According to Forbes, Wal-Mart and its retirement plan administrator (Merrill Lynch) allegedly breached their fiduciary duty for nearly two million past and present Wal-Mart workers in the company’s 401(k) plan.
Forbes says that according to papers filed in a Kansas City federal court, the two defendants admitted no wrongdoing. However, Wal-Mart said it would “further its goal to offer investment options with fees that are reasonable,” remove mutual funds that charge high fees and provide more financial education to its employees.
The article states Wal-Mart employees will not directly receive the 13.5 million from the settlement. The settlement will go directly toward reducing future 401(k) plan fees. However, named plaintiff Jeremy Braden will receive $20,000 from the settlement funds.
Also, lawyers representing the class could receive as much as $4 million of the settlement. A court hearing that will approve the settlement and the fees will be held several months from now.
When PLANSPONSOR asked for comment on the settlement, Matthew Card, vice president, communications, Bank of America said, “We are pleased to have been able to work with Wal-Mart to resolve this matter and continue to serve its employees with a high-quality 401(k) platform.”
The lawsuit was originally filed in 2008 by Braden, a Wal-Mart employee in Highlandville, Missouri. The lawsuit charged that Wal-Mart—which is known for getting the best prices from suppliers to pass the lowest possible prices onto consumers—did not attempt to do this with the mutual funds offered in its 401(k) plan. Wal-Mart offered employees 10 investment options, most of them mutual funds, charging high fees. The lawsuit alleged various violations of fiduciary duty and federal pension law.(See Wal-Mart Hit with Excessive 401(k) Fee Suit).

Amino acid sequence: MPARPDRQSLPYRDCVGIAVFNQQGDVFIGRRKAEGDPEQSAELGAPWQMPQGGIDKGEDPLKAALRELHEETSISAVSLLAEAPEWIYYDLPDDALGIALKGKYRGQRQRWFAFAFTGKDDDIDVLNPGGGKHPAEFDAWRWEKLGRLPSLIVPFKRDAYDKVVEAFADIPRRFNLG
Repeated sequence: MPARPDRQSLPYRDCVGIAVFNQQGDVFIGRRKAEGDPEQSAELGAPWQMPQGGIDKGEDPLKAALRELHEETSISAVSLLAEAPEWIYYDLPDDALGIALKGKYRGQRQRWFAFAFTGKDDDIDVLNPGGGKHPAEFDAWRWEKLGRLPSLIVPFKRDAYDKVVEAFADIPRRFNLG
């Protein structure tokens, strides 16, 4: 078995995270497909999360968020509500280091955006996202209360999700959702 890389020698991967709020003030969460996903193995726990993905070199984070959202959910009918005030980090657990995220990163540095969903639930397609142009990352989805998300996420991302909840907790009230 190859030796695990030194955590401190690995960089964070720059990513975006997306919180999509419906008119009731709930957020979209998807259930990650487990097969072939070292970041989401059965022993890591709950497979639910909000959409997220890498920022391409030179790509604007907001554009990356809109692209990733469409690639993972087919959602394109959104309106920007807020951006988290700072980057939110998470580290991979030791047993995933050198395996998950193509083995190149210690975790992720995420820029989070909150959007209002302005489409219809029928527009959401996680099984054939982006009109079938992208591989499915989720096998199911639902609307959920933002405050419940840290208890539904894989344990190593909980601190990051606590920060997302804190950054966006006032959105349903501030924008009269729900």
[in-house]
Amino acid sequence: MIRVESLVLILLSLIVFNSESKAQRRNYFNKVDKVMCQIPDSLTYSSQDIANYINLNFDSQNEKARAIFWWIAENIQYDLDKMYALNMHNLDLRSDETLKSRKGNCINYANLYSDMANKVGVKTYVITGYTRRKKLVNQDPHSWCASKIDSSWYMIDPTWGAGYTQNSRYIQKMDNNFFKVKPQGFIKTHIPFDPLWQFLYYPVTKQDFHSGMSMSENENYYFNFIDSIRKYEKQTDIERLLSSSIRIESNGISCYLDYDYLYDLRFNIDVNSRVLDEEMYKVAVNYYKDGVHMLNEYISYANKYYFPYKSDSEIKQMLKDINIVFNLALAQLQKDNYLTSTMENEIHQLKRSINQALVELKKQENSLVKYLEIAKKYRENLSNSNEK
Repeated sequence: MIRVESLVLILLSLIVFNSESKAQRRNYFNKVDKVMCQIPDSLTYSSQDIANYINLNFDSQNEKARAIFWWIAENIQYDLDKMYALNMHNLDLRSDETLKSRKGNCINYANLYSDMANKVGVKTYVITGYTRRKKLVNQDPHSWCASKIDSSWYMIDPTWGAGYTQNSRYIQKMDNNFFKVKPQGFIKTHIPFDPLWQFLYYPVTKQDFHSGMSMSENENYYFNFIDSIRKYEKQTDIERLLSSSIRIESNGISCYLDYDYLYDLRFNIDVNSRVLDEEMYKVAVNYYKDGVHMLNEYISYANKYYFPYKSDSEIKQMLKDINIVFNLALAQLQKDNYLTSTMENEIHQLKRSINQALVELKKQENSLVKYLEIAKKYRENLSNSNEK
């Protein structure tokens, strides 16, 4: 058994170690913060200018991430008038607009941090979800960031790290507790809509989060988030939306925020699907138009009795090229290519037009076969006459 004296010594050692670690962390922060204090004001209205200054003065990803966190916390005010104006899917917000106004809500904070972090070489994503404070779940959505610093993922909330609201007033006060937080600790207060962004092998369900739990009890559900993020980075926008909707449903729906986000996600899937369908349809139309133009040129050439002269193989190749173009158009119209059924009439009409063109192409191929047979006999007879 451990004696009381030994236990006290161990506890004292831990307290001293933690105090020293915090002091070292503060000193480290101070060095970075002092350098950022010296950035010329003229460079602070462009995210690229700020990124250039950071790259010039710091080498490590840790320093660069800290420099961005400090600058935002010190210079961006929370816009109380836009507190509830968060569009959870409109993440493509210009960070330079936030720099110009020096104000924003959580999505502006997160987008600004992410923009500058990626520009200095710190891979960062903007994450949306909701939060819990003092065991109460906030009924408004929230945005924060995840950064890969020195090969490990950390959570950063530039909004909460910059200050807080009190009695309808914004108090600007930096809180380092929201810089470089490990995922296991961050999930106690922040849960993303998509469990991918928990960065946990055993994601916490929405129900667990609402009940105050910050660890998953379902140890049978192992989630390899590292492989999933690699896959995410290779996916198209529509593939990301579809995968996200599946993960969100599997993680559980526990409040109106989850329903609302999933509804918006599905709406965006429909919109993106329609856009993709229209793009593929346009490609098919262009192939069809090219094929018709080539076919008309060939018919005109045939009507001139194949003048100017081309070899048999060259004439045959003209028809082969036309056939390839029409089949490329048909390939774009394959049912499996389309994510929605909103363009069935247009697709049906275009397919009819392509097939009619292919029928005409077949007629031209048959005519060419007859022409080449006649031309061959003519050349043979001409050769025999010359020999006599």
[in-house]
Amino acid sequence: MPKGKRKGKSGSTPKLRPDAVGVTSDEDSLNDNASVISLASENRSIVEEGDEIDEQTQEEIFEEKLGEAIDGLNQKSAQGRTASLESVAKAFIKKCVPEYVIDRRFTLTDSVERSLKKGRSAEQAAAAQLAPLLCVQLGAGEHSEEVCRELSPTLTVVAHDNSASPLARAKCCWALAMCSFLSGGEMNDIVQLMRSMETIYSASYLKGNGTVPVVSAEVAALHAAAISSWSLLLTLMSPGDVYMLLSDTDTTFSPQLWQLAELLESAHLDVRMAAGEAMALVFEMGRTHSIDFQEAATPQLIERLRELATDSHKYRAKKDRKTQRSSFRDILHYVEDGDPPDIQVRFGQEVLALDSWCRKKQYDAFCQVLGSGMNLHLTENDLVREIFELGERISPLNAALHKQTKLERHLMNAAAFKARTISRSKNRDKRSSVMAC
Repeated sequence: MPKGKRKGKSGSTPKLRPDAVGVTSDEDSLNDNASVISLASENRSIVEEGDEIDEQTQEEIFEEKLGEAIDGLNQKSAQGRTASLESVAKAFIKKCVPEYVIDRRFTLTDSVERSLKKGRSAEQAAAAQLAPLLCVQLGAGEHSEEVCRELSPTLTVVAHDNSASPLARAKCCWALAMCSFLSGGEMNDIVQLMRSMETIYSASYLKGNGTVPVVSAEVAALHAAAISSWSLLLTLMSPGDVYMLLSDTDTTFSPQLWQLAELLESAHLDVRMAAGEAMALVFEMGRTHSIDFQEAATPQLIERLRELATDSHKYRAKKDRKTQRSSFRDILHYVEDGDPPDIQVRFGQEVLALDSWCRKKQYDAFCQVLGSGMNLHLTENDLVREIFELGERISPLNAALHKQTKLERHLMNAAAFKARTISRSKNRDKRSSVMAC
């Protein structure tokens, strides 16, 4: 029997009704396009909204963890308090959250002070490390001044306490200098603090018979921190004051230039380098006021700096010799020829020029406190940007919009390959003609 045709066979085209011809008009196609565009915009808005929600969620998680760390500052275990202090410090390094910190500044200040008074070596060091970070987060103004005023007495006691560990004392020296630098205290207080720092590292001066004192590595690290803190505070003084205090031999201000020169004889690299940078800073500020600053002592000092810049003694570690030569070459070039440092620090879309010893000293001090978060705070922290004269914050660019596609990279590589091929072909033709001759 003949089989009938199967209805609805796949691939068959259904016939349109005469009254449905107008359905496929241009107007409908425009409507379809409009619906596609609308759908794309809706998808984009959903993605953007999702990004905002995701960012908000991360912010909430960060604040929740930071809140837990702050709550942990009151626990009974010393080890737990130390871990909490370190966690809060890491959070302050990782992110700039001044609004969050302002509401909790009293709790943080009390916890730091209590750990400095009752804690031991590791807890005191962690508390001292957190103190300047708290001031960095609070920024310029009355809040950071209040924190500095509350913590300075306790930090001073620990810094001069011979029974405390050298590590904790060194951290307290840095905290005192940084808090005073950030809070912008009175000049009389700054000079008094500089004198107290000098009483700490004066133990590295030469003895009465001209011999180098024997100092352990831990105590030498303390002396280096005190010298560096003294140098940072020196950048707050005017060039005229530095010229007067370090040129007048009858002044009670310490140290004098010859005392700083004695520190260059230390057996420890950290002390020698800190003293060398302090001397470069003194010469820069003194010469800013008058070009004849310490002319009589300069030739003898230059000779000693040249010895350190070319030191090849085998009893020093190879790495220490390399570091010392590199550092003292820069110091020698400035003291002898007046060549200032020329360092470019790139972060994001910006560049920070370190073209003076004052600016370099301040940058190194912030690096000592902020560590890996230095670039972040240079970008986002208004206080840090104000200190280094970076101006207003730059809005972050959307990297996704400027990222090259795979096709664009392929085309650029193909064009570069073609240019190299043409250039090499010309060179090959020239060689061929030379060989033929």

The trial judge’s dismissal of the case was reversed by the federal court of appeals in St. Louis, Missouri. In an amended complaint, Braden added Merrill Lynch to the suit as a defendant, alleging the investment firm received undisclosed kickback payments from outside mutual fund companies just for allowing them to be in the plan, reports Forbes.
Another interesting aspect to the settlement of the case is Merrill Lynch will end up paying $10 million of the 13.5 million.